It’s another rout on Wall Street, with losses intensifying into Monday’s close.
The coronavirus continues, and the Federal Reserve said Sunday evening it is slashing interest rates to near-zero and reinstating its bond-buying program. The efforts, an attempt to keep the engines of the financial system running, were instead interpreted by traders as a sign of desperation, or at least, an indication that things are worse than they had thought.
Speaking in the afternoon, President Donald Trump and members of the White House’s coronavirus task force asked all Americans to avoid discretionary travel, to not hold gatherings of over 10 people, to not eat at restaurants or bars, and to quarantine themselves if they or a member of their household feels sick. The measures follow similar recommendations made by several states and local governments in recent days.
The Dow Jones Industrial Average opened with a loss of 9.7%, or 2,250.46 points, leaving it at 20,935.16. The S&P 500 dropped 8.1% and the Nasdaq Composite fell 6.1%. The drop immediately triggered a 15-minute trading halt for the third time since last Monday.
Stocks later regained some ground. But by the close, the Dow was back down 2,999.14 points, or 12.9%, the S&P 500 had lost 12%, and the Nasdaq was off 12.3%. The next circuit breaker would have been triggered by a 13% decline in the S&P 500.
Financials were among the hardest-hit sector in the S&P 500, down over 12%. Consumer staples were the relative winner, off 5%.
Oil plunged more than 8%, with the price of West Texas Intermediate, or WTI, falling below $30 a barrel. S&P 500 energy stocks lost almost 13%.
The Stoxx Europe 600, which fell 18% last week, closed down 4.9%.
In Asia, Australia’s S&P/ASX 100 fell close to 10%, while the Nikkei 225 fell more than 2% in Tokyo.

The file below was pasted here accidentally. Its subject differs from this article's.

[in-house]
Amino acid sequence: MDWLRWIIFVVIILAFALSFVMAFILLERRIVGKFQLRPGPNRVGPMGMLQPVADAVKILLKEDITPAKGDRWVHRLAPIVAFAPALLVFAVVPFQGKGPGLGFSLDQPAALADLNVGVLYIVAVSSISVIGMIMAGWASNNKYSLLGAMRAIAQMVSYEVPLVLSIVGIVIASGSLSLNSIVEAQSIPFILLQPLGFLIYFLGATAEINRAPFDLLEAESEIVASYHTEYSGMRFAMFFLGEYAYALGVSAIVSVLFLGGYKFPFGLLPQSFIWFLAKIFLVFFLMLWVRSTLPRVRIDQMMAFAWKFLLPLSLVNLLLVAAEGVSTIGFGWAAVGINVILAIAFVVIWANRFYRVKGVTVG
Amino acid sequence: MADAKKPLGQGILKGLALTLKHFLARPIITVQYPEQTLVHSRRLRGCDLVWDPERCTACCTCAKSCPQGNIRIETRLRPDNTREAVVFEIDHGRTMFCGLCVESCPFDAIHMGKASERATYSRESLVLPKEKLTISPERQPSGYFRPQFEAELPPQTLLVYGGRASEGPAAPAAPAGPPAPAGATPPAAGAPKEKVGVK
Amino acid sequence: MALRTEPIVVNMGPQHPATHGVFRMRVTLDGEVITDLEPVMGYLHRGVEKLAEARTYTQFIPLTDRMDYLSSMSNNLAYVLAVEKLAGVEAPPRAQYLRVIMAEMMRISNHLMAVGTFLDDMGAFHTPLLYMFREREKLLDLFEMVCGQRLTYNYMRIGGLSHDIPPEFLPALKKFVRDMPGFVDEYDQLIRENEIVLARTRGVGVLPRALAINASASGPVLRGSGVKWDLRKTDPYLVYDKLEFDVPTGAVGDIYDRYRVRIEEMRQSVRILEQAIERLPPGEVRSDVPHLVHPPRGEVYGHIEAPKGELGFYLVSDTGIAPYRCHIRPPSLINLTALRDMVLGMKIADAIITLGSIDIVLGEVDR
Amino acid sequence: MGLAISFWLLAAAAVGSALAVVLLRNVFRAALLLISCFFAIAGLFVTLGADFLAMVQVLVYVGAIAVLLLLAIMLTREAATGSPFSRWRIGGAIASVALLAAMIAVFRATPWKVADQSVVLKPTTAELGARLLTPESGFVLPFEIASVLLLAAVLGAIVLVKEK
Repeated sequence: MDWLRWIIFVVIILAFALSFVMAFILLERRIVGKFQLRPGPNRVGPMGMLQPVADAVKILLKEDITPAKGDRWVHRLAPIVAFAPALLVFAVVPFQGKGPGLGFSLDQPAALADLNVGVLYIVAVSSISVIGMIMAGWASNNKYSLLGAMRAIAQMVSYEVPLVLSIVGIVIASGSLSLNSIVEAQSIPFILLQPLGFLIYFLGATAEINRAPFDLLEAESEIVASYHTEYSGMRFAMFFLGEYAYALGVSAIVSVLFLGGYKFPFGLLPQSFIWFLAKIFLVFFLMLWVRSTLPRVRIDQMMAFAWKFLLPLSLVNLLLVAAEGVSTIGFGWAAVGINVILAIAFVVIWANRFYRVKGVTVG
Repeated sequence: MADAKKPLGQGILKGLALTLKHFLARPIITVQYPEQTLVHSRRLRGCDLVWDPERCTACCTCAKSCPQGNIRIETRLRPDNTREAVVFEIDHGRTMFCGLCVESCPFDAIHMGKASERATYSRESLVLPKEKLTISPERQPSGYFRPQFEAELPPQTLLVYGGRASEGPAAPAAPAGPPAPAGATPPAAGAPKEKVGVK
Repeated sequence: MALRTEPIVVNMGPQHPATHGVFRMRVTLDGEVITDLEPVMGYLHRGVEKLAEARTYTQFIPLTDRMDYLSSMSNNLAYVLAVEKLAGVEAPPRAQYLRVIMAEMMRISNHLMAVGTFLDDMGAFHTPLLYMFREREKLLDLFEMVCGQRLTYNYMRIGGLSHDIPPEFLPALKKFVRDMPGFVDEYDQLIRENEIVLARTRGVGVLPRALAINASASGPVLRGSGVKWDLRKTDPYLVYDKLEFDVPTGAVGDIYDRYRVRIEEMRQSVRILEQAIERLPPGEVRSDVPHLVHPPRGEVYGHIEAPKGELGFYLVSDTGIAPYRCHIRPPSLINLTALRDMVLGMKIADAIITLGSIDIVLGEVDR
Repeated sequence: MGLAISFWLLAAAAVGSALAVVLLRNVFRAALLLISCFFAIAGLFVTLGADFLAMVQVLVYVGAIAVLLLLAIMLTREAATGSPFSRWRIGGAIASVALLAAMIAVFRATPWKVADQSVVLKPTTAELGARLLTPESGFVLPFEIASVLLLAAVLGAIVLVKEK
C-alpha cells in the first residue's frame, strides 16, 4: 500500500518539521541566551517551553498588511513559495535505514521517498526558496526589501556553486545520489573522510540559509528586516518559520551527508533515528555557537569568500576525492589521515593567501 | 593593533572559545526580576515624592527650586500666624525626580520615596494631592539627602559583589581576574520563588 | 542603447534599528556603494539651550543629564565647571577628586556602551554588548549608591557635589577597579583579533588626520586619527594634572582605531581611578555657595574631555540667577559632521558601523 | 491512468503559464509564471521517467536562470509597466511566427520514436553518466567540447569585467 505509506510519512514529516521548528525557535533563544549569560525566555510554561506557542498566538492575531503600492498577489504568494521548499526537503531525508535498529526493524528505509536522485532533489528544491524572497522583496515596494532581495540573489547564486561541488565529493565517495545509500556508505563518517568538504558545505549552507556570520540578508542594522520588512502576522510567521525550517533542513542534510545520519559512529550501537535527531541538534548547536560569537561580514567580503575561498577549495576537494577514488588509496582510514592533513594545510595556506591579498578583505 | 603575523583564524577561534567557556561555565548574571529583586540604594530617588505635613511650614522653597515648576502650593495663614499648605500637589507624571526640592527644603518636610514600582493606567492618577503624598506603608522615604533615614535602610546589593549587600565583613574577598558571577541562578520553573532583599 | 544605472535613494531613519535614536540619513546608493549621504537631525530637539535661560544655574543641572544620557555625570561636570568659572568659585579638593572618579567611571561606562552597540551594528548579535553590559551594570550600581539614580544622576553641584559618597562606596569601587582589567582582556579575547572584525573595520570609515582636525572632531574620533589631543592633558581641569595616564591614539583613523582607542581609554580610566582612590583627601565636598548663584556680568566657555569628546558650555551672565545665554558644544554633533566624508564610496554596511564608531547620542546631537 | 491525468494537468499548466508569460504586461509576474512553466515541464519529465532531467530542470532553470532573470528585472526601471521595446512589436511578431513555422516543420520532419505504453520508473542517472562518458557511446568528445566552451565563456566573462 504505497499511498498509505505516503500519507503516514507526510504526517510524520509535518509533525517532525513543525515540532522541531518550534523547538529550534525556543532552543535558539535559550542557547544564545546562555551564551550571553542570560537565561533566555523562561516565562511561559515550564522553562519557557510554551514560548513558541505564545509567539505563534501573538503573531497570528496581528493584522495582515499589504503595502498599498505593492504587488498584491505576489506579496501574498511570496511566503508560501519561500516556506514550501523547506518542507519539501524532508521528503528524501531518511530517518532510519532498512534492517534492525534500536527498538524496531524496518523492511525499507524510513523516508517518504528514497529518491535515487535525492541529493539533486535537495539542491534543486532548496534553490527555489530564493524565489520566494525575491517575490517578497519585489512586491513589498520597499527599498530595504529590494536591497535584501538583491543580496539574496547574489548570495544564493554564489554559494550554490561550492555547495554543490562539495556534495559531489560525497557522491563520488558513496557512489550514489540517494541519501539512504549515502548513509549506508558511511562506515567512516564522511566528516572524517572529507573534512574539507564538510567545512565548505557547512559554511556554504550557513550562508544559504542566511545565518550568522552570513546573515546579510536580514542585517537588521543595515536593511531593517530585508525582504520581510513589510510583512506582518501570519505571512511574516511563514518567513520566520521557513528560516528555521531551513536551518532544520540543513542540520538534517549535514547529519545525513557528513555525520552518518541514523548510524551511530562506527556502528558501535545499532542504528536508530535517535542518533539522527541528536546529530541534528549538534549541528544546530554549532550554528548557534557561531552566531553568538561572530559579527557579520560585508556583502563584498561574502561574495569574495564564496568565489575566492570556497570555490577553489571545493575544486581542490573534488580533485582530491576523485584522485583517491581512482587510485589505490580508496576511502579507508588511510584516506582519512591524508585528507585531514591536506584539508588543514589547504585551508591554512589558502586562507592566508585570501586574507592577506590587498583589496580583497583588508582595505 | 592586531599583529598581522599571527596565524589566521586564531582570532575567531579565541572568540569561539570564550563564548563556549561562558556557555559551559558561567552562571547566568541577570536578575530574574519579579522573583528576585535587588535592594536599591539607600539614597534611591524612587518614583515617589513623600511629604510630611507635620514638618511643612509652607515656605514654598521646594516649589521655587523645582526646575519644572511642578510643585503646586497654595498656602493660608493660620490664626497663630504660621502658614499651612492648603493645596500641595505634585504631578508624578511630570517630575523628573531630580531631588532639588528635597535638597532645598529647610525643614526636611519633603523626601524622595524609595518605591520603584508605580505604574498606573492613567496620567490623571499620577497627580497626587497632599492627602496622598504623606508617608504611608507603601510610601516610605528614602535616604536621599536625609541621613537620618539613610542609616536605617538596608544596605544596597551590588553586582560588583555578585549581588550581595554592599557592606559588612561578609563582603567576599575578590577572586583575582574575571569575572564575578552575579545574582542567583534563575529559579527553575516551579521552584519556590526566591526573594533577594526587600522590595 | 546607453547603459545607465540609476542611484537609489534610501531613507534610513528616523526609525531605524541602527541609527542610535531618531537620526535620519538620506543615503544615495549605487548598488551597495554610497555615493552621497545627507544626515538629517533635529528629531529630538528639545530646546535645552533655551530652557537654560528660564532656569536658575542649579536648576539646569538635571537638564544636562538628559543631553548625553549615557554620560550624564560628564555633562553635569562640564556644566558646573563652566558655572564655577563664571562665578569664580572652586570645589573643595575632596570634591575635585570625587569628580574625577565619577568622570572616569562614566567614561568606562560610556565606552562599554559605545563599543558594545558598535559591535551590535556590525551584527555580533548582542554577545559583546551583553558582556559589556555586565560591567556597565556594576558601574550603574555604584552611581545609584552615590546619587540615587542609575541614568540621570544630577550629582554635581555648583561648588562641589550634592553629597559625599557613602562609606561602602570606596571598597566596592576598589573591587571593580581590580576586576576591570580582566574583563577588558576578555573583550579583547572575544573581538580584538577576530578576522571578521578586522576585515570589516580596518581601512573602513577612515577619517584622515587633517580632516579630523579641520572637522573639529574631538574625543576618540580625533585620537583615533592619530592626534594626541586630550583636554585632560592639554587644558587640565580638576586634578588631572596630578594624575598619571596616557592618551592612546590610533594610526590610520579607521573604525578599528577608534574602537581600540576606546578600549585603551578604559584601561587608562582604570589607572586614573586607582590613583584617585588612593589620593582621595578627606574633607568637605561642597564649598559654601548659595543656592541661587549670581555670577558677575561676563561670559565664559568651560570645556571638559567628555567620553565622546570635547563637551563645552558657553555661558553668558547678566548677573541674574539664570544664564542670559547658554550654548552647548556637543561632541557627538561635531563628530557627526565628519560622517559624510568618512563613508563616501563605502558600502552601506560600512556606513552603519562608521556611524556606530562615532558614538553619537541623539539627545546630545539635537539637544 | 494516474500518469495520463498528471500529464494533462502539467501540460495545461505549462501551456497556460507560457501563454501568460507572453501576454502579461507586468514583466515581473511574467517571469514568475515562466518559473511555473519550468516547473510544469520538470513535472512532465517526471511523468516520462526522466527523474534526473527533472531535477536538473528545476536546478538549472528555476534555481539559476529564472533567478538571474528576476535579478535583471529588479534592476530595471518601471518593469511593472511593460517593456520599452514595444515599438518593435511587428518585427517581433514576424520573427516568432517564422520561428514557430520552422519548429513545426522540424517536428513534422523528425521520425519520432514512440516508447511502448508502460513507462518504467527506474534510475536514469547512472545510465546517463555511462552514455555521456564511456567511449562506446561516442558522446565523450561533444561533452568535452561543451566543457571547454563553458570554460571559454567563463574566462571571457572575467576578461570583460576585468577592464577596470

The yield on the 10-year Treasury fell 22 basis points, or hundredths of a percentage point, to 0.728%. The price of gold slipped 0.6%.
It has been an immensely volatile stretch for the market. The S&P 500’s last five daily moves are -7.6%, +4.9%, -4.9%, -9.5%, +9.3%—and now Monday’s near double-digit drop. The Cboe Volatility Index, or VIX, jumped 42%, to over 82. It is an extremely elevated level for the VIX, which measures expectations of future volatility based on index options pricing.
The selling comes as the number of Italian Covid-19 cases surged. The U.S. expanded a travel ban to the U.K. and Ireland, Germany announced it was partially closing its borders, France closed its famous cafes and restaurants, and the Netherlands ordered its weed-selling coffee shops to close.
In the sea of red, it is little surprise that individual stocks were also plunging.
Apple (AAPL) closed down 12.9%, due in part to being slapped with a $1.3 billion fine over anticompetitive sales practices. The iPhone maker also said it was closing stores outside of China amid the coronavirus.
JPMorgan Chase (JPM) shares plunged 15%. JPMorgan was one of eight banks that announced on Sunday that they were halting buybacks so that they can continue lending to businesses and individuals harmed by the coronavirus pandemic.
Other banks in the group include Goldman Sachs Group (GS), down 12.7%; Morgan Stanley (MS), down 15.6%; Citigroup (C), off 19.3%; Bank of America (BAC), off 15.4%; Wells Fargo (WFC), 14.3% lower; State Street (STT), down 18.9%; and Bank of New York Mellon (BK), off 14.5%.
Airline stocks rose after president Trump suggested that funding help could be on the table for the beleaguered industry. American Airlines Group (AAL) shares rose 11.3% after suspending 75% of its long-haul international flights as demand weakens and travel bans grow amid the coronavirus pandemic. Shares of Delta Air Lines (DAL) and United Airlines (UAL) closed down 6.7% and 14.8%, respectively.
—Steve Goldstein contributed to this article.
Source: Barrons: Dow Plunges 3,000 Points in Worst Selloff Since 1987